Wow, Maretron just released the IPG100, an “Internet Protocol Gateway” that can take all the NMEA 2000 PGNs on a backbone, turn them into TCP/IP data packets, and serve them out an Ethernet port.  Which means of course that the data can then be routed by cable to a vessel’s local network of computers (and other fixed Ethernet gear) and by WiFi to an infinite assortment of onboard mobile tablets, apps phones, etc.  Obvious too is that an IP gateway could also be adept at sending data off a vessel, and vice versa, for remote monitoring, troubleshooting, and more.  And Maretron’s IPG100 consumes only 0.5 amps of N2K backbone power at most and its $595 price tag includes much more than I’ve already described.  Or much less, depending on your point of view!…

PolarView, ready for prime time? 36

PolarView, ready for prime time?

Polarview netbook.jpg

I took a peek at PolarView NS charting software about a year ago, but didn’t write about it because I wasn’t especially impressed (and there’s a certain randomness to what I cover anyway).  But times change and software develops, and I’m here to tell you that PolarView 1.5 (video introduction here) is pretty darn impressive.  Given its app-like $40 price tag, it’s a remarkably powerful program that runs on Windows, Mac OS X, and Linux operating systems.  The screen above shows PV running on my little ASUS Eee PC 1000HE 10-Inch netbook
with live NMEA 0183 data coming from the lab’s N2K network via a Maretron USB 100.  PolarView is quite unusual in that it uses a sister program, called PolarCOM, to do all its data interfacing and instrument displays… 

The sat phone war, “independent study” edition 28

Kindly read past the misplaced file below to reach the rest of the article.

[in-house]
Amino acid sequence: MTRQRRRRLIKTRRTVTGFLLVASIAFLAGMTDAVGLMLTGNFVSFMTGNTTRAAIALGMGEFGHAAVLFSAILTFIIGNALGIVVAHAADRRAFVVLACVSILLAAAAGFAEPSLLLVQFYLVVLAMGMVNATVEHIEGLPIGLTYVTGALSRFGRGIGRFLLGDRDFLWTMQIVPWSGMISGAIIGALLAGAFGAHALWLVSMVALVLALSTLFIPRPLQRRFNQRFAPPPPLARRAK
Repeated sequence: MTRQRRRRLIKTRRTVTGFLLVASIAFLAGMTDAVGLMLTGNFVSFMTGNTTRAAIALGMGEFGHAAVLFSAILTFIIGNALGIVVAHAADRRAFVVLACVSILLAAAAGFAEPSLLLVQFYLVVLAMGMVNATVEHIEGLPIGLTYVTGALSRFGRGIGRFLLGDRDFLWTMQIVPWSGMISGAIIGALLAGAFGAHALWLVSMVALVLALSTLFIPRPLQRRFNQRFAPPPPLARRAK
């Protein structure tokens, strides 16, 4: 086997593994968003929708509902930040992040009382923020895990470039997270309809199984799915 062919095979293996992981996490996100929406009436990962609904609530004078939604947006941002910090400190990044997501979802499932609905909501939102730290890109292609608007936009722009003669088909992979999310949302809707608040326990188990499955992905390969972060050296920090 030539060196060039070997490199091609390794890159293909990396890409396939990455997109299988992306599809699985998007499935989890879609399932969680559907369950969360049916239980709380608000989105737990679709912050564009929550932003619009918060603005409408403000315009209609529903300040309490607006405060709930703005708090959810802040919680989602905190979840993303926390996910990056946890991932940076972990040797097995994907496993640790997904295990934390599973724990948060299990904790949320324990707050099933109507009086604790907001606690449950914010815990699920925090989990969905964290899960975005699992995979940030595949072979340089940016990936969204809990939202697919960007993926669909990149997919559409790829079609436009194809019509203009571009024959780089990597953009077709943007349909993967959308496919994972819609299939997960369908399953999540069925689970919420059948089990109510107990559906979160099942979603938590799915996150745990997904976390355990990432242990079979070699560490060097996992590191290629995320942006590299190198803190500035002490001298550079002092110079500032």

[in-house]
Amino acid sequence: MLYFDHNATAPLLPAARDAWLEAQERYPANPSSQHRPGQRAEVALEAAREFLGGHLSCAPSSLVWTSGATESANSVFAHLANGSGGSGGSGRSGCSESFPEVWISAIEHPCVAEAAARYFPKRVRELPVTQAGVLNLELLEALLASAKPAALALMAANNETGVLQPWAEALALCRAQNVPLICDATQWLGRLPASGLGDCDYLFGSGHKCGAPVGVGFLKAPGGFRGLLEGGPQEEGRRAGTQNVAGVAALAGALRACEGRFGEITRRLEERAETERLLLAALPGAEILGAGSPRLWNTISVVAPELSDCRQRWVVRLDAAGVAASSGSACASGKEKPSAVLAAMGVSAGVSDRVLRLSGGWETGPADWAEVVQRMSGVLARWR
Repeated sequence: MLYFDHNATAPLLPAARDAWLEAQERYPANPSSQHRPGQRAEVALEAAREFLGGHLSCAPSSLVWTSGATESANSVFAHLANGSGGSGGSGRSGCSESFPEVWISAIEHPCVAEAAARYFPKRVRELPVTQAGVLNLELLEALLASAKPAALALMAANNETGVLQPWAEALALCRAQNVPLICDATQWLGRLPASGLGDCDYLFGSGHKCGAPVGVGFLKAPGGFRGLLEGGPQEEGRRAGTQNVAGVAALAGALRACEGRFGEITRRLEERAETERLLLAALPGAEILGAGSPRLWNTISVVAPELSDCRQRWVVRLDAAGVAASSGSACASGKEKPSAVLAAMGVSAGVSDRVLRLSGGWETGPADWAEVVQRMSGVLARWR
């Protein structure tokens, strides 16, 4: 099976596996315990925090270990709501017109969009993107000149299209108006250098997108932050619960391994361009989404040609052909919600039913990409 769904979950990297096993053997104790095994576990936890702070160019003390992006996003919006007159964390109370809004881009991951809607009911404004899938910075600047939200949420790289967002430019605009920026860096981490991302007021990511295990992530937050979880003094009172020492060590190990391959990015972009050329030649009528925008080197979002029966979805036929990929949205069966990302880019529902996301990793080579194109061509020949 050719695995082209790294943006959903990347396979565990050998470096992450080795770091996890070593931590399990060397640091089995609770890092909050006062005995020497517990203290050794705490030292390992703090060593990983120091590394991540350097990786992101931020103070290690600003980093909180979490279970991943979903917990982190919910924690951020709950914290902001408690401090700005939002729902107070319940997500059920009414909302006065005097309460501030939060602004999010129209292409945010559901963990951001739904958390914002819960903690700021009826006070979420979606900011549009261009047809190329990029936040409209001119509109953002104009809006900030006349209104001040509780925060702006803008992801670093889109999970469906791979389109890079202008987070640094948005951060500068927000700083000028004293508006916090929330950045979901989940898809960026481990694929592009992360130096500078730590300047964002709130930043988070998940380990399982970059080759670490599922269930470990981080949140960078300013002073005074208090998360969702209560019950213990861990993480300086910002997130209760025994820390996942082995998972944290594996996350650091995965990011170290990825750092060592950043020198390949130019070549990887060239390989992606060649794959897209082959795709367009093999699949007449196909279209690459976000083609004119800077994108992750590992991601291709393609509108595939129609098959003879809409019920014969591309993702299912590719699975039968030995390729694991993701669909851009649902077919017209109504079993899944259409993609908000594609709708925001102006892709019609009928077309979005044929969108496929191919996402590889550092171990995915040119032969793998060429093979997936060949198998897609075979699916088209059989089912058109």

The sat phone war, “independent study” edition


That diabolical test machine is forcing a measured, if destructive, twist into an Iridium 9555 sat phone, which may be a good metaphor for what Inmarsat had in mind when it commissioned an independent study comparing its Isatphone Pro to the 9555 as well as the Thuraya XT (which doesn’t cover the Americas).  After all, there had already been crowing about another “independent study” that turned out to be commissioned by Iridium (downloadable here).  Now it’s very easy to be cynical about studies that each find the hardware and service offered by the company that paid to be superior, but actually I found both reports to be largely credible and quite useful…

iPad cases for the boat, & some interesting apps 56

iPad cases for the boat, & some interesting apps


I find that my iPad is so sharp and slippery that I almost always use it in a case, and once I get it on the boat there will also be an increased danger of impact or water damage.  So I’ve been testing three candidates for Gizmo’s cruising iPad case.  That M-Edge Leisure Jacket above is far and away my favorite at this point.  Yes, it’s a bit bulky but the high-density fitted-foam bed and cloth cover are light, easy to handle, and highly protective; and the whole thing tends to stay where you put it.  Perhaps most important, the vinyl cover does not impede screen use nearly as much as you might presume.  I’ve used the Jacket a lot now, with all kinds of apps, and I’m rarely annoyed by the plastic.  The pocket on the back may be too tight to be very useful — and I wish it had a “kickstand” for typing comfort (though it’s easy to stick something under there to get the right tilt) — but  I like the Leisure Jacket.  Now, about that weird compass app…